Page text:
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Attention, Oscar voters: Final balloting runs Feb. 6-17, and there are several useful things to know — especially regarding the best-picture race.

When the Academy of Motion Picture Arts & Sciences allowed five to 10 nominees, they changed voting procedures both for nominations and final voting. PricewaterhouseCoopers’ Rick Rosas describes the final balloting for best-pic as “an instant runoff election.”

How will your votes be counted? And why are there eight films this year, as opposed to nine last year?

Here are some facts:

1. The final ballot lists all nominees alphabetically in every categories. For 23 out of 24, the voter simply checks a box. But with best picture, the voter will assign a number, 1 through 8, in order of preference. The order of ranking is all-important. PwC will count only one of your votes, but to be safe, you should rank all eight (for the reason why, see No. 4, below).

2. Everybody votes in all 24 categories. The Academy of Motion Picture Arts & Sciences has sent a package with DVDs of nominees in five categories: foreign-language, documentary feature and three short categories (live-action, animation, docu). In the past, panels chose these because contenders were too hard to find for general voters.

3. You don’t have to fill out every category. The Academy prefers that you abstain if you haven’t seen enough of the nominees or don’t feel qualified to judge the category. (For deeper looks into below-the-line work, watch Variety’s video interviews with industry pros who have insights.)

4. Voting closes at 5 p.m. PT on Feb. 17. Once that happens, the PwC team start counting. With 23 of the 24 races, the accountants simply tally who received the most votes. But with eight best-picture nominees, the Academy doesn’t want a film to win with only 12% of the vote. So PwC begins by tallying everybody’s No. 1 pick. They create eight “stacks” of ballots, one for each film. In theory, it’s possible to have a winner in the first round, but PwC’s Rosas says, “If history is any guide, we will have to do it a few times.” If there’s no clear winner in round one, the PwC folks eliminate the lowest-tallying film, take those ballots and start counting the voters’ second choice. (The goal is to ensure that every voice is heard, and supporters of the lowest-tallying film otherwise will not be able to weigh in.)

The Academy dictated that the winner needs to win by 50%-plus-one votes. With 6,024 eligible voters, that means 3,062 votes plus one (i.e., 3,063, though it may be slightly less, depending on whether everyone turned in their ballots). Is that clear? Of course not. But the point is that no film will win the top prize without a lot of support. By round two, PwC is dealing with seven films. And so on.

5. Only two people will know all the results: Brian Cullinan and Martha J. Ruiz, PwC Oscar balloting co-leaders. They are backed by a team of four to six, who contribute to the counting process, but Ruiz and Cullinan will be the only two people in the world who know the winners before the Feb. 22 opening of the envelopes.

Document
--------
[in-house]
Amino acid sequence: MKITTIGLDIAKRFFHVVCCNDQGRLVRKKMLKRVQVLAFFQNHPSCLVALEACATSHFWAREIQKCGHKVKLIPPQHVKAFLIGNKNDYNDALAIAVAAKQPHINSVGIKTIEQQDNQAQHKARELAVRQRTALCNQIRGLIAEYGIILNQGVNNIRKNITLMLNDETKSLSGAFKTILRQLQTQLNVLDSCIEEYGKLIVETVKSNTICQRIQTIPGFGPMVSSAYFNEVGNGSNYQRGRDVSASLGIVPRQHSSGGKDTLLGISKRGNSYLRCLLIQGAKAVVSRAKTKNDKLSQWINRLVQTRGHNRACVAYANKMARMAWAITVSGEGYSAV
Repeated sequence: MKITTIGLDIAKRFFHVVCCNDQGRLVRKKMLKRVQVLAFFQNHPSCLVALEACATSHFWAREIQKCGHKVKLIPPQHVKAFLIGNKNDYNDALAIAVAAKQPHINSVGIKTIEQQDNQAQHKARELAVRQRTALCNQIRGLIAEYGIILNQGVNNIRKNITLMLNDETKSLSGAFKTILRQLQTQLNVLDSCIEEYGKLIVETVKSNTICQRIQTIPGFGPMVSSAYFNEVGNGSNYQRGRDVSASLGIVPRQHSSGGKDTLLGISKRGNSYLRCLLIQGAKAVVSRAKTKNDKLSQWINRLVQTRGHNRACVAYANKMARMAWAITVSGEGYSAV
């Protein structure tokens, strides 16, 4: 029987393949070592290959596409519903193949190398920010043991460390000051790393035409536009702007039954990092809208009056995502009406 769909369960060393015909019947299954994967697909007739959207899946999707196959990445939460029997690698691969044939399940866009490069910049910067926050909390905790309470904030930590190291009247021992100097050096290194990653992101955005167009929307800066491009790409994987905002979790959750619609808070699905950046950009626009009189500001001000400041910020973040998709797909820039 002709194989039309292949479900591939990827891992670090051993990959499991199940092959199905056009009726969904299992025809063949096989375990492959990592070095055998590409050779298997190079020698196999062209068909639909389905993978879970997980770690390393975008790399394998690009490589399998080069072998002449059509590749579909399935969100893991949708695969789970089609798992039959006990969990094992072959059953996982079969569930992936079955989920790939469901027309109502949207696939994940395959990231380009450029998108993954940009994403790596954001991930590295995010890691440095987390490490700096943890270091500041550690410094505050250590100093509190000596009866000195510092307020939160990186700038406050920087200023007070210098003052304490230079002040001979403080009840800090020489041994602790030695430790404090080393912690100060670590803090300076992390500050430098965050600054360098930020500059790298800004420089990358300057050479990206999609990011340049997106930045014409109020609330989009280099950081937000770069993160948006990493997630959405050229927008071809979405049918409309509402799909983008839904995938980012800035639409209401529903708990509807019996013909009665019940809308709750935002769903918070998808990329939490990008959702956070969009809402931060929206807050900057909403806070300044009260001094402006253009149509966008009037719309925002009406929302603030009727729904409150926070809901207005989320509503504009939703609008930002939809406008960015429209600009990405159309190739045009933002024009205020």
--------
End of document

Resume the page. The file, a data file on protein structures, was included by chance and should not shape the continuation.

6. Finally, voters (and the rest of the world) may be wondering: Why are there eight films nominated, as opposed to nine or 10?

A brief history: The Academy decided in 2009 to increase the number of best-picture nominations to 10. That number continued the following year. Starting with films of 2011, the Academy decided the number would vary, with a minimum of five and a maximum of 10. For the first three years (2011-13), it happened to be nine.
Spoiler alert! The following is interesting, but pretty darn mathematical/geeky.

This year, there were 323 films eligible. So the PwC folks started by creating one stack for each film nominated. If any film has at least 9.09% of the total votes, it is automatically nominated. Why that number? Because the category will have a maximum of 10 films, so PwC and the Academy set the bar at 10-films-plus-one, or 11 films, and that 9.09% is the percentage needed.

If any film has more than 9.09%, those votes are considered surplus, since the film has already made the grade; those surplus ballots are redistributed, and PwC goes to the voters’ next choice — with those votes carrying a reduced value to reflect the votes’ original allocation to a nominated film. Are you with us so far?

In this counting, PwC also eliminates from the bottom. If any film got less than 1% of the votes, it’s never going to make it, so that ballot is redistributed, with PwC going for the person’s next eligible films.

At this point, PwC looks to see which films — that have not yet made the grade — have at least 5% of the vote. They take those films, plus the previous group of films that earned 9.09%, and see how many films they’re talking about. If the total is between five and 10, bingo. If it’s lower than five or more than 10, PwC does the whole thing over — “with a goal of determining the top five or top 10, as the case may be, using the traditional preferential voting approach applicable to other Oscar categories,” according to Rosas.

Any further questions? Feel free to ask someone at the Academy, or at PwC, or ask Stephen Hawking or Alan Turing. They apparently understand it. The rest of us don’t — but we really don’t need to.